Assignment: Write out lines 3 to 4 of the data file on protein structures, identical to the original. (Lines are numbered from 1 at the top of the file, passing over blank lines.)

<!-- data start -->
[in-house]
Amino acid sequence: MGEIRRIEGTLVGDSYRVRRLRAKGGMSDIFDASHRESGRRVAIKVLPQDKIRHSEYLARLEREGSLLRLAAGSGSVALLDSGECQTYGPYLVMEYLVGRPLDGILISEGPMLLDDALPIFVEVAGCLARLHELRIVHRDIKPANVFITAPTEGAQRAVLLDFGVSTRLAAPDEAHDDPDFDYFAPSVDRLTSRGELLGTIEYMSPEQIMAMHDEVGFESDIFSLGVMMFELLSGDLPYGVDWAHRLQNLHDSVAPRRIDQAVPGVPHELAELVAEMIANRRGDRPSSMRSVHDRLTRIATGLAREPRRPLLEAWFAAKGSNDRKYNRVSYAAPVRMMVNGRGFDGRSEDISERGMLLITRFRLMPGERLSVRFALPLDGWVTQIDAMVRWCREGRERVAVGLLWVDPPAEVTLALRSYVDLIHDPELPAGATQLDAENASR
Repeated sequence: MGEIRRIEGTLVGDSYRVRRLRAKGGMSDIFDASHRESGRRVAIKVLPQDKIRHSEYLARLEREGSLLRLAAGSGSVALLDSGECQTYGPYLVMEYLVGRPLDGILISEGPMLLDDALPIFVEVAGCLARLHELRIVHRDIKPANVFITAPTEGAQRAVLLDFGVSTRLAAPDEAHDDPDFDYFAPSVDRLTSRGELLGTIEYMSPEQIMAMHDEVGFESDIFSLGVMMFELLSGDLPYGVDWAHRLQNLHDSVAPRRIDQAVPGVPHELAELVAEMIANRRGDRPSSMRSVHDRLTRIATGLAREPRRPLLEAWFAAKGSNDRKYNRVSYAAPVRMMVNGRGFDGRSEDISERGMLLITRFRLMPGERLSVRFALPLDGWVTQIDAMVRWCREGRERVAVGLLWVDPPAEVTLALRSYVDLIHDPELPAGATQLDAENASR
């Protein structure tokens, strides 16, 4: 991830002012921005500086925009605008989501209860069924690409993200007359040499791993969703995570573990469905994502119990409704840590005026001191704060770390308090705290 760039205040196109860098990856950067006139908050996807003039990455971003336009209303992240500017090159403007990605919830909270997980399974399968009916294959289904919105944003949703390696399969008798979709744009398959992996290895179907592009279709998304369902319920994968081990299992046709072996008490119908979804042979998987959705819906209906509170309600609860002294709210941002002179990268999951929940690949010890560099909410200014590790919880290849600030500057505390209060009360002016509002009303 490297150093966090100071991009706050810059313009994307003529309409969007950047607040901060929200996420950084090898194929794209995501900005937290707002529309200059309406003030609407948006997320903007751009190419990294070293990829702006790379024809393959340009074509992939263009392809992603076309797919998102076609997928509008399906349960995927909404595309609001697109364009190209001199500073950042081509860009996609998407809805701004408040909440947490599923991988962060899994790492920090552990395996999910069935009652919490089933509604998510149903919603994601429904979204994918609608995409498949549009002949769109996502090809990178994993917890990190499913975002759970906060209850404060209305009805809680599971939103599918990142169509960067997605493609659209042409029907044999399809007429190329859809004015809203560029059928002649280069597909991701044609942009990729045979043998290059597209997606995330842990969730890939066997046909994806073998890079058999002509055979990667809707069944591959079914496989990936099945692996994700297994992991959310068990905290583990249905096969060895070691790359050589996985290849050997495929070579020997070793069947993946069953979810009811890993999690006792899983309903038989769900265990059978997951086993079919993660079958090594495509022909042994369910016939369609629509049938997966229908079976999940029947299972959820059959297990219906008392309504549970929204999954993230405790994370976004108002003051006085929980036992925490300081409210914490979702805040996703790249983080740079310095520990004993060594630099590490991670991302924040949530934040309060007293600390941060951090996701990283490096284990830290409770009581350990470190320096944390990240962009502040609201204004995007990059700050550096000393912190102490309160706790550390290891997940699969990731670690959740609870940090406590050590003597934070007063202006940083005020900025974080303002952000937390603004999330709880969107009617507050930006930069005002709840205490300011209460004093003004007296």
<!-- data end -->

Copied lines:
Repeated sequence: MGEIRRIEGTLVGDSYRVRRLRAKGGMSDIFDASHRESGRRVAIKVLPQDKIRHSEYLARLEREGSLLRLAAGSGSVALLDSGECQTYGPYLVMEYLVGRPLDGILISEGPMLLDDALPIFVEVAGCLARLHELRIVHRDIKPANVFITAPTEGAQRAVLLDFGVSTRLAAPDEAHDDPDFDYFAPSVDRLTSRGELLGTIEYMSPEQIMAMHDEVGFESDIFSLGVMMFELLSGDLPYGVDWAHRLQNLHDSVAPRRIDQAVPGVPHELAELVAEMIANRRGDRPSSMRSVHDRLTRIATGLAREPRRPLLEAWFAAKGSNDRKYNRVSYAAPVRMMVNGRGFDGRSEDISERGMLLITRFRLMPGERLSVRFALPLDGWVTQIDAMVRWCREGRERVAVGLLWVDPPAEVTLALRSYVDLIHDPELPAGATQLDAENASR
């Protein structure tokens, strides 16, 4: 991830002012921005500086925009605008989501209860069924690409993200007359040499791993969703995570573990469905994502119990409704840590005026001191704060770390308090705290 760039205040196109860098990856950067006139908050996807003039990455971003336009209303992240500017090159403007990605919830909270997980399974399968009916294959289904919105944003949703390696399969008798979709744009398959992996290895179907592009279709998304369902319920994968081990299992046709072996008490119908979804042979998987959705819906209906509170309600609860002294709210941002002179990268999951929940690949010890560099909410200014590790919880290849600030500057505390209060009360002016509002009303 490297150093966090100071991009706050810059313009994307003529309409969007950047607040901060929200996420950084090898194929794209995501900005937290707002529309200059309406003030609407948006997320903007751009190419990294070293990829702006790379024809393959340009074509992939263009392809992603076309797919998102076609997928509008399906349960995927909404595309609001697109364009190209001199500073950042081509860009996609998407809805701004408040909440947490599923991988962060899994790492920090552990395996999910069935009652919490089933509604998510149903919603994601429904979204994918609608995409498949549009002949769109996502090809990178994993917890990190499913975002759970906060209850404060209305009805809680599971939103599918990142169509960067997605493609659209042409029907044999399809007429190329859809004015809203560029059928002649280069597909991701044609942009990729045979043998290059597209997606995330842990969730890939066997046909994806073998890079058999002509055979990667809707069944591959079914496989990936099945692996994700297994992991959310068990905290583990249905096969060895070691790359050589996985290849050997495929070579020997070793069947993946069953979810009811890993999690006792899983309903038989769900265990059978997951086993079919993660079958090594495509022909042994369910016939369609629509049938997966229908079976999940029947299972959820059959297990219906008392309504549970929204999954993230405790994370976004108002003051006085929980036992925490300081409210914490979702805040996703790249983080740079310095520990004993060594630099590490991670991302924040949530934040309060007293600390941060951090996701990283490096284990830290409770009581350990470190320096944390990240962009502040609201204004995007990059700050550096000393912190102490309160706790550390290891997940699969990731670690959740609870940090406590050590003597934070007063202006940083005020900025974080303002952000937390603004999330709880969107009617507050930006930069005002709840205490300011209460004093003004007296």